10 February 2017

South Africa: Law to Stop Detention of Mentally Ill in Prisons

Bill to bring Criminal Procedure Act in line with the Constitution

In February, the Minister of Justice and Correctional Services introduced a Bill amending the Criminal Procedure Act, 1977 (CPA) to Parliament. The Bill seeks to stop the incarceration of accused persons who are mentally ill or intellectually disabled in prisons.

Unconstitutional

The Bill will amend two sections of the CPA, sections 77 and 78, both previously challenged in the Constitutional Court case De Vos N.O v Minister. De Vos was appointed as a curator ad litem for a Mr Sturrman, who was intellectually disabled and charged with raping a minor.

De Vos argued that the sections were unconstitutional, because they required that an accused found to have a mental illness or intellectual disability be detained in either a mental health facility or prison, even if this was not appropriate.

In June 2015, the Constitutional Court invalidated the sections, but suspended the order of invalidity for two years to give Parliament time to amend them.

In the interim, the Court amended the sections to remove the requirement of compulsory imprisonment for mentally ill and intellectually disabled persons. The amended section allowed a magistrate or judge to detain an accused in a mental health care facility or to be released.

The law as it stands

Section 77 sets out the procedure a judicial officer should follow when an accused person is unable to understand criminal proceedings as a result of mental illness or intellectual disability. This is known colloquially as a defence of insanity.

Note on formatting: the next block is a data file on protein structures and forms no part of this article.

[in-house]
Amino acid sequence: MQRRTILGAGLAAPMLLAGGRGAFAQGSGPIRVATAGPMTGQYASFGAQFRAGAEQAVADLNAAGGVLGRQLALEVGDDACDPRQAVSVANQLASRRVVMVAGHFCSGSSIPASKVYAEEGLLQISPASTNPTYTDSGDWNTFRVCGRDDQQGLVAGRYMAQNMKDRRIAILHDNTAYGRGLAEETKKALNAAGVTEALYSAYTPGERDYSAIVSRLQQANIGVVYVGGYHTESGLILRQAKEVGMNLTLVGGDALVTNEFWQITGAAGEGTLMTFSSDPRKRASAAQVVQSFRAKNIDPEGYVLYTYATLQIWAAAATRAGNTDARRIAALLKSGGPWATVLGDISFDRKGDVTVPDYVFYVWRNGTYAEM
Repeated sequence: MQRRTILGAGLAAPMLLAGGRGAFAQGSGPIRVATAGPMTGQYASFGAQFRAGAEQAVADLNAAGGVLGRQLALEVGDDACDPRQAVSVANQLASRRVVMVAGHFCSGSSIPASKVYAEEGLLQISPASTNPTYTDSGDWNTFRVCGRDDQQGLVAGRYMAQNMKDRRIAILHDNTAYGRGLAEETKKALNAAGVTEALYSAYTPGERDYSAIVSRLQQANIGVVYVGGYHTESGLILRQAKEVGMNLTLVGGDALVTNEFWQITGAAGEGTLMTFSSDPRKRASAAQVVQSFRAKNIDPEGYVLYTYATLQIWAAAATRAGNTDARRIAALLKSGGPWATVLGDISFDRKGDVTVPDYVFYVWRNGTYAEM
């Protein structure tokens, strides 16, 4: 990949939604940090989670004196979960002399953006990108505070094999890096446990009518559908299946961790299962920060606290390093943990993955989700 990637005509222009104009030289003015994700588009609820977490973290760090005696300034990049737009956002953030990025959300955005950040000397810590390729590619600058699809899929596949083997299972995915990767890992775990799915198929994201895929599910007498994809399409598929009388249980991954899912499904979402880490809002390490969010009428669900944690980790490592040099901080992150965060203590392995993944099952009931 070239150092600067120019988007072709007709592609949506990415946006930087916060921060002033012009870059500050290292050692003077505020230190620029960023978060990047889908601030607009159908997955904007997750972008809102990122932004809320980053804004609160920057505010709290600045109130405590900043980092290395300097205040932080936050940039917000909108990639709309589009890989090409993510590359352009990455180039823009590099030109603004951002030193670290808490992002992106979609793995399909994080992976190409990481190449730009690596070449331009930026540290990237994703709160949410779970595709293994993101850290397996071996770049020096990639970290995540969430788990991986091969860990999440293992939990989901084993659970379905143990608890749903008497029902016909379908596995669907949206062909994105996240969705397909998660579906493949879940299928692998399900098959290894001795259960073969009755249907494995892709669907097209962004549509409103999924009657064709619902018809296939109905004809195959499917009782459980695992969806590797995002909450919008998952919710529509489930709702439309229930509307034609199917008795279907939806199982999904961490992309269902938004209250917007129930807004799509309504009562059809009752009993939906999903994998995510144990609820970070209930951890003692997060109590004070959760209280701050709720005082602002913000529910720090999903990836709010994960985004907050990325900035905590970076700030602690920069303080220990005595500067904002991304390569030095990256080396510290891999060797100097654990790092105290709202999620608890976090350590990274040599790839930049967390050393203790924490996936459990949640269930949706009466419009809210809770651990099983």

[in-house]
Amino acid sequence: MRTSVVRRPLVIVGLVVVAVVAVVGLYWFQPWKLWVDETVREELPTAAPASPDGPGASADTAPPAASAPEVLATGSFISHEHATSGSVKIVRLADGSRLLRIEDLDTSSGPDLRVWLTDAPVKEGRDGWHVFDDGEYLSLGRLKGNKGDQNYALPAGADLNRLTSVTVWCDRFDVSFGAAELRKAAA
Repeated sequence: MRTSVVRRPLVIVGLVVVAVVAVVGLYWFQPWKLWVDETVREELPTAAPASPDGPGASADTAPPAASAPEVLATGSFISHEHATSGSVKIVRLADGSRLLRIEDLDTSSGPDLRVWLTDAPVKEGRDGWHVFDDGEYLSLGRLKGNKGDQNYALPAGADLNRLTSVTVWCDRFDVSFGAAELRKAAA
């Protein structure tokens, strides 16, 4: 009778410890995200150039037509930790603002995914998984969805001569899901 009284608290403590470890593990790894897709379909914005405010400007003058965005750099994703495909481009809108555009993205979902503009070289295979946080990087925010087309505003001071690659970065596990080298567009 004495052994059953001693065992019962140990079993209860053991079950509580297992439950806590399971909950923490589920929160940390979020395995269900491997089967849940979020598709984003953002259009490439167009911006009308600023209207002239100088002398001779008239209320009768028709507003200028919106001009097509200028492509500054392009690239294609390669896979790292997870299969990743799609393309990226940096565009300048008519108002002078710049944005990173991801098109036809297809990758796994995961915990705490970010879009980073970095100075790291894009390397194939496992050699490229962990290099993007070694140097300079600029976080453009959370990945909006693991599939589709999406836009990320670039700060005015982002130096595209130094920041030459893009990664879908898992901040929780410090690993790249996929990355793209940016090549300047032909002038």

Section 78 outlines the procedure to be followed if an accused is claiming to have been mentally incompetent at the time of committing the offence, also known as the defence of temporary insanity.

In these cases, the accused is referred to a state psychiatric facility to be evaluated so that their mental illness or intellectual disability and its severity can be confirmed. On the basis of this evaluation, the judicial officer will make a decision on what should happen to the accused.

Section 77 previously specified that if an accused was charged with murder, culpable homicide, rape or a charge involving serious violence (such as armed robbery), the accused would have been detained in a psychiatric hospital or in prison until he was treated and discharged by a judge. For other offences, the accused would have to be detained in a health establishment for treatment.

The Act was problematic in two respects. Firstly, it mandated detention either in prison or in a healthcare facility without regard for whether this was appropriate. This meant that mentally ill persons would be committed, even if they could be treated as an outpatient or at home.

Secondly, many accused persons have to wait months, and sometimes years for a bed to become available at psychiatric facilities before they can be sent there for treatment. This often means that their illness goes untreated or is worsened by the trauma of imprisonment.

Powers under the new law

The proposed amendments will allow judicial officers to make a broader range of orders beyond just detention. Specifically, individuals who are not in need of inpatient treatment can be released on condition that they receive treatment on an outpatient basis.

Judicial officers can also order that an accused person be released until a bed is available at a facility - or if an individual is particularly dangerous - that they be held temporarily in the hospital facility of the prison.

Most notably, the amendments do away entirely with the judicial officer's power to order imprisonment (save as a temporary measure) for any persons found to be mentally ill or intellectually disabled.

The legislation marks an important step towards protecting the rights of mentally ill and intellectually disabled individuals in the criminal justice system.

The National Assembly will now need to pass the Bill. Progress of the Bill can be tracked here.

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